There are two courses on campus that I am aware of that satisfy the Advanced Composition Gen Ed requirement and entail video production.  One of these is Writing with Video.   The other is Writing Across Media.  Students do projects in these classes.  A part of each project is making a video from scratch.  This semester, one of my students from last fall is taking Writing with Video.  As part of one of his projects, he did a video interview with me and a clip from that became part of his project.  Based on this, I suspect many students taking these classes are looking for appropriate subjects for their projects and for people whom they can video interview.

What if the principal investigators of the Racial Microaggressions paper met with the course coordinators of the video production classes, offering to send a solicitation to all the students who were asked to complete the survey that formed the basis of their paper, asking those students whether they'd be willing to appear in a video interview as well as to identify friends they might have of another race who'd be willing to appear along with them?  Part of the solicitation would be to note that the video projects might very well have a half-life beyond the course where the projects are created, so to also request that the students being interviewed give permission to make the videos public.  If such a solicitation produced some positive response this would enable a social experiment aimed at making things better.  (There are a host of logistical issues that would need to be addressed to make this work.  I am not going to get into those here.  My point is that something like this might be tried, not how to orchestrate it if it were tried.)

Beyond this, what of diversity education for faculty, staff, and graduate teaching assistants that would be of the opt in kind?   There are many potential venues for this.  The various college teaching academies offer one possibility.  CITL has a variety of different workshop series that provide a different possibility.  But who with the appropriate expertise would offer these sessions and wouldn't they end up mainly as preaching to the choir? 

Scratching my head about this for a while it occurred to me to trying something like a particular training session for learning technologists that I was involved in for the Educause Learning Technology Leadership Program back in 2007.  We made a video vignette of a "how not to" kind, deliberately campy in style so that when it was shown to the group in attendance it elicited quite a bit of laughter.  After the showing of the video was completed, the group was instructed to find all the errors that were made during the video.  It worked remarkably well in that setting.  So my question is might something similar work for diversity education?  I should note here that though we didn't plan it at the time that video was used again in later institutes, after the people who were involved in the video were no longer in attendance.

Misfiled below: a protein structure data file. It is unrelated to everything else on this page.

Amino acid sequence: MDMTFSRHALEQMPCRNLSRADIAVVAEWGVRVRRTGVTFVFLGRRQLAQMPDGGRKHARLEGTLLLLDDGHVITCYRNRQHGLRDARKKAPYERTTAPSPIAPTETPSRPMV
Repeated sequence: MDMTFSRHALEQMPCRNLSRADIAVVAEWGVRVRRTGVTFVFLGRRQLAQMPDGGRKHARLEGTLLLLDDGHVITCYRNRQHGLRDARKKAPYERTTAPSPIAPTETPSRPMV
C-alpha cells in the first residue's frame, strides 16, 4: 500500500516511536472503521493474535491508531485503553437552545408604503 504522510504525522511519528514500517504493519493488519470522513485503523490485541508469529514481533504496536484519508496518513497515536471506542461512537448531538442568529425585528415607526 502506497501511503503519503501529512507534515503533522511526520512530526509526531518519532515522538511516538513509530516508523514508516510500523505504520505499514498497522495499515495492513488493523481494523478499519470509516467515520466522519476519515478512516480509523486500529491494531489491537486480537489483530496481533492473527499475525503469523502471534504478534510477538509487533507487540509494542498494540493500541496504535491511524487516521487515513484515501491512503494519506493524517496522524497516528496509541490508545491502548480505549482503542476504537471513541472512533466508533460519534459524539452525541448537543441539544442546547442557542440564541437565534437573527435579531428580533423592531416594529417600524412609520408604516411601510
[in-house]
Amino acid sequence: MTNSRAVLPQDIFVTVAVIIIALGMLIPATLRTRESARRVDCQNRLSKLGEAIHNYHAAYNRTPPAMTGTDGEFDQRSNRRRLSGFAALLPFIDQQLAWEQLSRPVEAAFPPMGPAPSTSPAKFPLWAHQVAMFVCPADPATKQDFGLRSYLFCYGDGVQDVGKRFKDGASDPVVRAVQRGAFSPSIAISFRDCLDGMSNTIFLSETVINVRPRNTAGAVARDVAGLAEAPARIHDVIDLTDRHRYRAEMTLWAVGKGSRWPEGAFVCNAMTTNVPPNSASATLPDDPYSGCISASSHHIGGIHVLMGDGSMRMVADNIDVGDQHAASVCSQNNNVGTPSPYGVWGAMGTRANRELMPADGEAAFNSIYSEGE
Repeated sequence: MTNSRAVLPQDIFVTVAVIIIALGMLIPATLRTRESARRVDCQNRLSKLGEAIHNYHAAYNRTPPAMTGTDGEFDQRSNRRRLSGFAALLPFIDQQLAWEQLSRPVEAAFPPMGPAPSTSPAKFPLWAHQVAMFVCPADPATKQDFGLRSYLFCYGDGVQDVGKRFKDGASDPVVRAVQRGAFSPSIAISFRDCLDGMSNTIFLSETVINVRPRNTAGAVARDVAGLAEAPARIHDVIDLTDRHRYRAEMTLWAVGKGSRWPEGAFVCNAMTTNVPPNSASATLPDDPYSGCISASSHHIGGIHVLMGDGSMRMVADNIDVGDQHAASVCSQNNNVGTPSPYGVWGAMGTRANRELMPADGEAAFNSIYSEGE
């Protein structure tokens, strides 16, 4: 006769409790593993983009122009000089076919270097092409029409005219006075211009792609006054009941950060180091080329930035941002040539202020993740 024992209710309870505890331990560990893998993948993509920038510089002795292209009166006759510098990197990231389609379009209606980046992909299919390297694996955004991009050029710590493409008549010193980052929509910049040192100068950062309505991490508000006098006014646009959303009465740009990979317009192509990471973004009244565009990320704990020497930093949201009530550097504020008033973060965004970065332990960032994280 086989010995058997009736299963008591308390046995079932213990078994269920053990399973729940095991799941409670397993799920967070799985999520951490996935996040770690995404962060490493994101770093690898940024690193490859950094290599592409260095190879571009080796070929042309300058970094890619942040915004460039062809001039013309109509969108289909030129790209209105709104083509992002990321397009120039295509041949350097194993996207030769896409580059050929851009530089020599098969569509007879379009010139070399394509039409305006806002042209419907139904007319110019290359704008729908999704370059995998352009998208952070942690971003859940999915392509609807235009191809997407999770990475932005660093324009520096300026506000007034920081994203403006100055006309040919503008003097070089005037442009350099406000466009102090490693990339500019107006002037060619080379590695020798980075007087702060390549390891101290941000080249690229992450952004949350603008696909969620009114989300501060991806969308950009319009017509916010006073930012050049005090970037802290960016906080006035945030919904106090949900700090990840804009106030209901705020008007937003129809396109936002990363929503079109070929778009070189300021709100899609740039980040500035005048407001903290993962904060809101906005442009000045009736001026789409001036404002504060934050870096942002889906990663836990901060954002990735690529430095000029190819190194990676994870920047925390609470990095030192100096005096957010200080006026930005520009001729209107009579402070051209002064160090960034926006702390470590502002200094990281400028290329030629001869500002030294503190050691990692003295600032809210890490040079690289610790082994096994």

At issue here is whether the real felt pain from actual microaggressions gets diminished this way, so as to disregard the problem that the training is trying to address.  If that happened, of course, then this sort of approach would fail in a fundamental way.  So there would be a risk in trying this, no doubt.  But there seems to me an upside potential as well.  If the videos were sufficiently illustrative of what is at issue then the campy humor would help to make the audience larger and the message better understood.  For that reason it seems to me worth trying, though I will admit here I'm entirely uncertain as to who would get the ball rolling. 

Let me wrap up.  Ghandi said, "You must be the change you wish to see in the world."  To this I'd add that up front most of us don't know what it is we want.  We need to think it through, try out some tentative possibilities, and then go from there. So let's talk about this some more, let's try some things while we're doing that, and in so doing let's make things better by practicing the art of the possible.